Paul Davis, professor in sports psychology at Umeå University, wants to learn more about how emotions, stress, and relationships affect our performance in sports, and in life.
Text: Elin Andersson
We need to understand what works best for the individual under dynamic conditions that impact upon the performer’s thoughts, emotions, physiology, and behaviour.
Growing up in Winnipeg, Canada, Paul Davis dreamt of becoming a star athlete. He had all the optimal requisites to succeed: excellent facilities and equipment, as well as being coached by the National team coach that also coached the world champion at that time.
– Despite optimal training conditions I didn’t ‘make it’ as an elite athlete at the senior level after a fairly successful career as a junior. Admittedly, I was a bit of an ‘angry athlete’ that was known to break racquets. So maybe, like the cliché, I went into psychology to work out my own issues. At the university I became very interested in how individuals respond differently to training. More specifically, ideally, we want to find the magic ingredient that works for everyone to maximize performance and health; as such, we develop evidence based strategies that can be applied most widely. However, peak performance is inherently out of the ordinary, but it is trainable. In order to increase the frequency and duration of peak performance we need to understand what works best for the individual under dynamic conditions that impact upon the performer’s thoughts, emotions, physiology, and behaviour. The integrated systems associated with psychophysiology are fascinating, the complexity of the interaction is amplified when athletes are required to perform optimally in wide ranging environments that can either be highly pressurized (e.g., world championships with large audiences) or mind numbingly mundane (e.g., early morning training on a treadmill).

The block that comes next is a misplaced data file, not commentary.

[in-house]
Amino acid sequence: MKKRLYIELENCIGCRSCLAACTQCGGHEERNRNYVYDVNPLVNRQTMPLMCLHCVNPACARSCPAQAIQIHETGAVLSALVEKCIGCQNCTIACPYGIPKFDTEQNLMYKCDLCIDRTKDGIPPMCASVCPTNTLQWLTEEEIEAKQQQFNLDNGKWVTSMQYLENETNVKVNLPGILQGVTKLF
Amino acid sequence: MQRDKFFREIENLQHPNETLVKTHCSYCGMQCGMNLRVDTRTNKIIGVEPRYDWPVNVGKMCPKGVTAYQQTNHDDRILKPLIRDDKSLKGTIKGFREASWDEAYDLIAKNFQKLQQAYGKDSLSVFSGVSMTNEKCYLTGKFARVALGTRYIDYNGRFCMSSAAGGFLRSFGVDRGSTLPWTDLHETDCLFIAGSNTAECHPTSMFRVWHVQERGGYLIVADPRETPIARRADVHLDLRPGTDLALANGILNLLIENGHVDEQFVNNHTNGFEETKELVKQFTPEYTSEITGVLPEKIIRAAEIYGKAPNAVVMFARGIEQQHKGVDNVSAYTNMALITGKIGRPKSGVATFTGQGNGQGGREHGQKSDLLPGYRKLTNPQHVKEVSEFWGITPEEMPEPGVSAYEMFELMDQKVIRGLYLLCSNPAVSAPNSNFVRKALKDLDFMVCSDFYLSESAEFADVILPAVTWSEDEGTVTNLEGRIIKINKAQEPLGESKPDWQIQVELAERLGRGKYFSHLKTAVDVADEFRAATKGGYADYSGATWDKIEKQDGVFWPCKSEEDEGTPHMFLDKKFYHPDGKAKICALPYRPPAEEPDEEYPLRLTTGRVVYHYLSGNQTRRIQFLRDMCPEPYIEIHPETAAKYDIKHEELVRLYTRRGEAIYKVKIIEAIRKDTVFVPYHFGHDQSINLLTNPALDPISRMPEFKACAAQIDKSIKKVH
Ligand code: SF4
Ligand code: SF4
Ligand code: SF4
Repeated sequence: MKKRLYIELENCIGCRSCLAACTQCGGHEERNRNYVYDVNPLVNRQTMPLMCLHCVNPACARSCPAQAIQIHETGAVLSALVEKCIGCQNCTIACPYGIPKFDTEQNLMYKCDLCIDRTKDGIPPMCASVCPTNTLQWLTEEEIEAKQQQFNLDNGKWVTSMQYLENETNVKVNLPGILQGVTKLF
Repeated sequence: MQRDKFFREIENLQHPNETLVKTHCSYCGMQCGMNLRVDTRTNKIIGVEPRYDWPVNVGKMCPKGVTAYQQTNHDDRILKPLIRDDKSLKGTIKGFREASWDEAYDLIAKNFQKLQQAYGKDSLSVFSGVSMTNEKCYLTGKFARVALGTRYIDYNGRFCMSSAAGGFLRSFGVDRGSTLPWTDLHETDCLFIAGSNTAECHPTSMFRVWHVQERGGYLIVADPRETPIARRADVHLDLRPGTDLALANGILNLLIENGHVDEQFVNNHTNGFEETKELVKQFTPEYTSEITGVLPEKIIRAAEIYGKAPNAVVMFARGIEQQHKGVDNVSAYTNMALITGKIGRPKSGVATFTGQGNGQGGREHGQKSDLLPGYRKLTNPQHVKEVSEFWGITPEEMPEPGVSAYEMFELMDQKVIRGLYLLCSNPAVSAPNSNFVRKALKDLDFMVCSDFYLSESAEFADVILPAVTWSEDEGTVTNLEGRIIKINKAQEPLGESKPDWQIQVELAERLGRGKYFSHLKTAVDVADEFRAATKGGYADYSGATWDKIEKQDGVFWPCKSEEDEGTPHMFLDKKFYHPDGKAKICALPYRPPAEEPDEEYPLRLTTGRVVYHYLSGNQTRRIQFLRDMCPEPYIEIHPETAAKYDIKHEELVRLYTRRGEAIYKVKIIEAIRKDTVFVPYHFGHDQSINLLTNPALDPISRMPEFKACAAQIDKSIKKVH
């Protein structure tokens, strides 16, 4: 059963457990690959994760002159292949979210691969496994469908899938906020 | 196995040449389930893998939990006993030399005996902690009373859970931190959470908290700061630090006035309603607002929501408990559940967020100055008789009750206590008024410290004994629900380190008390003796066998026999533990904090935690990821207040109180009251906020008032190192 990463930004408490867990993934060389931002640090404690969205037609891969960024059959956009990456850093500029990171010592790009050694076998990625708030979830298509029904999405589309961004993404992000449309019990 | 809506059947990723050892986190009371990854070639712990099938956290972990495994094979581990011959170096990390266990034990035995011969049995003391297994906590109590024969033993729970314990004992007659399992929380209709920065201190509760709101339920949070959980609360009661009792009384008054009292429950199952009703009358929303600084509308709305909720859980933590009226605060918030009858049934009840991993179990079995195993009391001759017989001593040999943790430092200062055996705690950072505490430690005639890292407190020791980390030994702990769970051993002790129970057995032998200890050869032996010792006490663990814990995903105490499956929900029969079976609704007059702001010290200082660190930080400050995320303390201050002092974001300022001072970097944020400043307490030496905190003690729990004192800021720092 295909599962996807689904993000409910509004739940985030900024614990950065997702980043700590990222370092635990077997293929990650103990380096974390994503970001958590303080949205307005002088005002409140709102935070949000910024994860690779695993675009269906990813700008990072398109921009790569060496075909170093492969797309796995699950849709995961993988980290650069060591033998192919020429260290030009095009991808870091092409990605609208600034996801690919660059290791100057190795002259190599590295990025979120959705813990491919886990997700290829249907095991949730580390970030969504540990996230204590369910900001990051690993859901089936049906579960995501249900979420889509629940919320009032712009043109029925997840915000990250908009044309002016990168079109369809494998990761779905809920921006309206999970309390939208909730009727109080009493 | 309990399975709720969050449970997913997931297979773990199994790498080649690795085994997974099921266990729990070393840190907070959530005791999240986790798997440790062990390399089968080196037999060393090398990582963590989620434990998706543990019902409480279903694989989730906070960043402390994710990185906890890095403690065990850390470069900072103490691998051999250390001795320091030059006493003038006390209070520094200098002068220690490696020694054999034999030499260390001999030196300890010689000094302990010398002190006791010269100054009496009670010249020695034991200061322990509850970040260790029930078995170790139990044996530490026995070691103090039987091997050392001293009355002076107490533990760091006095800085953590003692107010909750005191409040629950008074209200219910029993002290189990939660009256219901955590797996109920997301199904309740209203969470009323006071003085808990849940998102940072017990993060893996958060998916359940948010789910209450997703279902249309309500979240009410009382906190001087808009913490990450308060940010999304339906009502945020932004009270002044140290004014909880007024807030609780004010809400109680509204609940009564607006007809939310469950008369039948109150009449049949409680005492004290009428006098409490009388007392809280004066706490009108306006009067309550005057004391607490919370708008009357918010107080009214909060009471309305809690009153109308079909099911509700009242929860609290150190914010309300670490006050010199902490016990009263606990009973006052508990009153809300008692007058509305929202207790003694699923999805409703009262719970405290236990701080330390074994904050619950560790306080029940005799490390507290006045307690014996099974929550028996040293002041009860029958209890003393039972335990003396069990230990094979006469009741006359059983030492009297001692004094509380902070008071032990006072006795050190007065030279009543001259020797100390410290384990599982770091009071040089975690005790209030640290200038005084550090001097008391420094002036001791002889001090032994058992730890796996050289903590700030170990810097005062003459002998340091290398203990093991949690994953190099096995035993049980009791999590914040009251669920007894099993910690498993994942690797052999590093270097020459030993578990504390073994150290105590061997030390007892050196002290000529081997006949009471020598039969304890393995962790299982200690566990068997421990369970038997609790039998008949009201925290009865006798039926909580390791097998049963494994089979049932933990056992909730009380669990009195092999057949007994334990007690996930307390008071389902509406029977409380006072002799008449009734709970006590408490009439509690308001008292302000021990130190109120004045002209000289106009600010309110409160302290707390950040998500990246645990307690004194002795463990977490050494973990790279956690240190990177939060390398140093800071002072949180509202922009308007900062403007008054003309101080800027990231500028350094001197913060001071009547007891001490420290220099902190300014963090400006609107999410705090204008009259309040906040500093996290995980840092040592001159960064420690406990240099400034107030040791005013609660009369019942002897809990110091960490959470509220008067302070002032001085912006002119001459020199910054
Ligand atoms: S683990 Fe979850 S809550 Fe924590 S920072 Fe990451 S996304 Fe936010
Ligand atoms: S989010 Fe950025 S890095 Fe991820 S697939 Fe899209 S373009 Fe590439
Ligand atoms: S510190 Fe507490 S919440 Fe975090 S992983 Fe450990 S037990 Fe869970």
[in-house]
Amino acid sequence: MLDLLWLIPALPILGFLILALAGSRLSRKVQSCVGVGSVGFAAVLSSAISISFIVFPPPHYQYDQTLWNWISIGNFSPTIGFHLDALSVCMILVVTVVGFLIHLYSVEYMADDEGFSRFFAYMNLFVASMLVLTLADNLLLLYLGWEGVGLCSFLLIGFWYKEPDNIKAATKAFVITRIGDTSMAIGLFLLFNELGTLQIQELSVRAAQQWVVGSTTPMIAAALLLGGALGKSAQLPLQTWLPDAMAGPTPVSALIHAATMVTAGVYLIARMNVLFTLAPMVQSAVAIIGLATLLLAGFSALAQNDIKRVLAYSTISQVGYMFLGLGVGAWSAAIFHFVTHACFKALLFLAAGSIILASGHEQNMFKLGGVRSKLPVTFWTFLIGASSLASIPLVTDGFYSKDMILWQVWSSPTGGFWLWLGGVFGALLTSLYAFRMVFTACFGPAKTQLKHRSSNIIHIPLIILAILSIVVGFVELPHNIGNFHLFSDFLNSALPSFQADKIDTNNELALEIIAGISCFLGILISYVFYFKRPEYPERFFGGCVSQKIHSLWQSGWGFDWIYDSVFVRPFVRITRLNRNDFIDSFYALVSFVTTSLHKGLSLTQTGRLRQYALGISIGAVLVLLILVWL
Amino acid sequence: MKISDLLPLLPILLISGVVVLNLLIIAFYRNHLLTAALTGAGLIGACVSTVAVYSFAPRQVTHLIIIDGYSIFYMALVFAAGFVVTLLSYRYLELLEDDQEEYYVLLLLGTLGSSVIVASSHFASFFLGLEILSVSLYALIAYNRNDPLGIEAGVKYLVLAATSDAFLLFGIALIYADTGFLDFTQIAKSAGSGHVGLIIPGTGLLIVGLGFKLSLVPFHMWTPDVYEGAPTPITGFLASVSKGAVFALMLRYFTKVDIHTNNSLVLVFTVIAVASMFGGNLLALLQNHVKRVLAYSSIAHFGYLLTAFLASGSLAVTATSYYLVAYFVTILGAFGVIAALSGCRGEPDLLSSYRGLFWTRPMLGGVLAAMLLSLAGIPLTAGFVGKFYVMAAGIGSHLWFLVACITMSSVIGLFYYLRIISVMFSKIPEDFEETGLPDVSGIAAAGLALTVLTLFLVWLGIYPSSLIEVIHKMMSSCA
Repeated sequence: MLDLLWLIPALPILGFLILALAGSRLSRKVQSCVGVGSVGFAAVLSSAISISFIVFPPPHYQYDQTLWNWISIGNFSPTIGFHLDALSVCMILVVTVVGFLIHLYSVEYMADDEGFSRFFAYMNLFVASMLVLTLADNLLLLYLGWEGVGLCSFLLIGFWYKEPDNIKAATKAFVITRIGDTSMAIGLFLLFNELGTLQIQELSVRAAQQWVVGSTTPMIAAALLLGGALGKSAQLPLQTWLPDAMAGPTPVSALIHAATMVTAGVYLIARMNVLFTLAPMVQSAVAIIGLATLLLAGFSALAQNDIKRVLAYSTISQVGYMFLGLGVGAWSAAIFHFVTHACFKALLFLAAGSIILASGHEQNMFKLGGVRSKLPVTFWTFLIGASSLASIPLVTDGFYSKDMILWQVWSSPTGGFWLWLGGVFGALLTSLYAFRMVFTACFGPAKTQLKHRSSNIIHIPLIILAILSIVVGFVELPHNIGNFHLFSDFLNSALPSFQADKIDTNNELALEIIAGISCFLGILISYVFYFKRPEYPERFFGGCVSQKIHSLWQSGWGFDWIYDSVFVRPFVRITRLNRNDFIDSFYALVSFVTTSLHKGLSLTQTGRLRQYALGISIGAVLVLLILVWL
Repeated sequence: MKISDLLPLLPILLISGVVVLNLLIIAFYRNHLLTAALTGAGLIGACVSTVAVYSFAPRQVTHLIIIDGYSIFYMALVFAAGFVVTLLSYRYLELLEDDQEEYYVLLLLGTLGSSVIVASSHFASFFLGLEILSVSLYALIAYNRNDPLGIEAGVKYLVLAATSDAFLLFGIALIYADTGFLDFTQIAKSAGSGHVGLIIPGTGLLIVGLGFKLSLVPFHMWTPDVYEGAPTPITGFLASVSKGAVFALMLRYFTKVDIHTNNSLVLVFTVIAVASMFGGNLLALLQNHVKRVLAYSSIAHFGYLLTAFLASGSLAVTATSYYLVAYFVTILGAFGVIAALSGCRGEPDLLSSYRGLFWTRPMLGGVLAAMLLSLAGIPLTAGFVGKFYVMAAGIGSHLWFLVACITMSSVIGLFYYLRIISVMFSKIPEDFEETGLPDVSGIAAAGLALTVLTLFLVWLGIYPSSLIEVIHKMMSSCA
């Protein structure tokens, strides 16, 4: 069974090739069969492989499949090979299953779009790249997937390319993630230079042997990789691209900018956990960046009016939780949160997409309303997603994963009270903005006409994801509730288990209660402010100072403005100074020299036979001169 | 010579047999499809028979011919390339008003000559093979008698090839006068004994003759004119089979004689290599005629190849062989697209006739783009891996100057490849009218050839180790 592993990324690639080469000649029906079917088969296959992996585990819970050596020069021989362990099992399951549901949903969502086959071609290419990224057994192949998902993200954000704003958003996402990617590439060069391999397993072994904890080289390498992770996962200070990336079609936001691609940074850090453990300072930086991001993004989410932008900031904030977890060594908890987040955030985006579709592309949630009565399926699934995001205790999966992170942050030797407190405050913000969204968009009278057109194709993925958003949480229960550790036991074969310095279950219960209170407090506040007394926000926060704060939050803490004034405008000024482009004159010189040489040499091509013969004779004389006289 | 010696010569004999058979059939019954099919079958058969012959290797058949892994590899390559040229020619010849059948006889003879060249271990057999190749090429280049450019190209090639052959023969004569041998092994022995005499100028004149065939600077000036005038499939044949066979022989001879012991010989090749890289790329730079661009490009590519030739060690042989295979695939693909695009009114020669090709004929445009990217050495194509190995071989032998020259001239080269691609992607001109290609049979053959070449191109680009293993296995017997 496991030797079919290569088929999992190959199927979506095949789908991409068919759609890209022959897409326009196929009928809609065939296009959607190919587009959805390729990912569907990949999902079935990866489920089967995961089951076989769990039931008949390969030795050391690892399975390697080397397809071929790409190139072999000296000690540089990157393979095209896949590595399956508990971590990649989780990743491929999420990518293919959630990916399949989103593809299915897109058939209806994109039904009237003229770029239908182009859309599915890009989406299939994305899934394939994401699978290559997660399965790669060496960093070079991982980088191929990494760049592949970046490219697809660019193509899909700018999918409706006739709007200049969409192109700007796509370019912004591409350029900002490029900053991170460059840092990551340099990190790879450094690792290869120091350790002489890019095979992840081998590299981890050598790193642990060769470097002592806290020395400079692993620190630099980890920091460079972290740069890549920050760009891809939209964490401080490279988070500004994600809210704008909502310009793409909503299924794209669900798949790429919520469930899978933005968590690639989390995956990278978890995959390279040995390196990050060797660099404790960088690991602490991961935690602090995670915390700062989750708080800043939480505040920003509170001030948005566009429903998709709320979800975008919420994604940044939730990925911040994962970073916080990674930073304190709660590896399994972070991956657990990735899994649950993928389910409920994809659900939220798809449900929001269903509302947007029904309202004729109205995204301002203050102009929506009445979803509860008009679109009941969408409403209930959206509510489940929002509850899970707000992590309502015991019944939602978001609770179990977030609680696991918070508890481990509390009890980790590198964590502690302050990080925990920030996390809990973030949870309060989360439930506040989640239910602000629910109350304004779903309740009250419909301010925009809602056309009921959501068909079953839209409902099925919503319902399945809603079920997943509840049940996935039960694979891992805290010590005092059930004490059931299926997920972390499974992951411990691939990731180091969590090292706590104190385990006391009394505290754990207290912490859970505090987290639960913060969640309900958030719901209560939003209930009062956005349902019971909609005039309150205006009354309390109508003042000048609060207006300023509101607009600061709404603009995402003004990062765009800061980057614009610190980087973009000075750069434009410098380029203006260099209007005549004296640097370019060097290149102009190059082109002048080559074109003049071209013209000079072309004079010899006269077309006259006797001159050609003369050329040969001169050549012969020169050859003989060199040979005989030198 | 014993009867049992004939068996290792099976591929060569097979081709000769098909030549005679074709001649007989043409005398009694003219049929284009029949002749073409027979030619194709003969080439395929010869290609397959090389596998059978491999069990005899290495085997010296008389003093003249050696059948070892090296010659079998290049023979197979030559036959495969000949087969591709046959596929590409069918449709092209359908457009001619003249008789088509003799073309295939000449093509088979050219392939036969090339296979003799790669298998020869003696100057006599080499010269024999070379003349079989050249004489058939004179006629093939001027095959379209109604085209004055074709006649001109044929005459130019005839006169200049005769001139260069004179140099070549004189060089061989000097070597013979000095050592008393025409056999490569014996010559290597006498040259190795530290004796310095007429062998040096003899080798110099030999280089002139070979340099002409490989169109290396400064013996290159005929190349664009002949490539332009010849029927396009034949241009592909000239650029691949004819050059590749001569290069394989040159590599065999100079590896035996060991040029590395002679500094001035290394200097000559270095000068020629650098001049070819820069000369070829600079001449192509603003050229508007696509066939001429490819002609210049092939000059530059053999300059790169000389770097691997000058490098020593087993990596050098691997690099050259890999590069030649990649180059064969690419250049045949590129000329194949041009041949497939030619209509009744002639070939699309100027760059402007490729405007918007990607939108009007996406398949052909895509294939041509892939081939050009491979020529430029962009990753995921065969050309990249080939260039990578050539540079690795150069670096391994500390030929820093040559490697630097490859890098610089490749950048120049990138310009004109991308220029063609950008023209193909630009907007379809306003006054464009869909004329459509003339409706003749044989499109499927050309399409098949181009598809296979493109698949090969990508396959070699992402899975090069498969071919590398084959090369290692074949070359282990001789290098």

The beauty of conducting research in sport is that it is a microcosm of society which includes “the good, the bad, and the ugly.”
Emotions and stress in sport and life
Throughout his career, Paul Davis’ research has focused on emotions and interpersonal relationships in sport, exercise, and health.
– The beauty of conducting research in sport is that it is a microcosm of society which includes “the good, the bad, and the ugly.” As such, we can gain a better understanding of the human experience by studying the experience of athletes. Importantly though, we have to remember that athletes (and coaches) are human too. So, what we study between the first drop of the puck and the final whistle also has implications for life off of the playing field. Topics like emotions, stress/burnout, and relationships are important in sport and life. If we can optimise the sport experience, we can enhance the lives of individuals and the wider society.
Collaboration to tackle complex issues
Paul Davis defended his thesis at Bangor University in 2008. After working at the University of Nottingham and at Northumbria University, he moved together with his family to Umeå and Umeå University in 2016.
– Both myself and my wife Louise, who is Docent in psychology, were attracted to Umeå University as the situation within Higher Education in the UK was deteriorating due to a number of factors. The differences in the comparative situation between British and Swedish academic systems appear to have been amplified during the COVID-19 pandemic, it will be interesting to observe the longer lasting effects. Upon reflection of conversations with colleagues in the UK, and around the world, it makes me grateful to be here.
My experience is that the most effective teams thrive when there is an environment that both challenges and supports individuals to ‘bring their best’ in pursuit of a shared goal.
In March 2021 Paul Davis was appointed professor in sports psychology. As professor, he aims to establish and extend collaborations both locally and internationally.
– The current global issues in sport and society require teamwork and collaboration. One individual can’t have all the answers for complex issues. My experience is that the most effective teams thrive when there is an environment that both challenges and supports individuals to ‘bring their best’ in pursuit of a shared goal. I enjoy cross-disciplinary collaboration as my experience in high performance sport and research has taught me that combined efforts, in a supportive team environment, realise the best outcomes. Like they say, “If you want to go fast go alone. If you want to go far, go together.”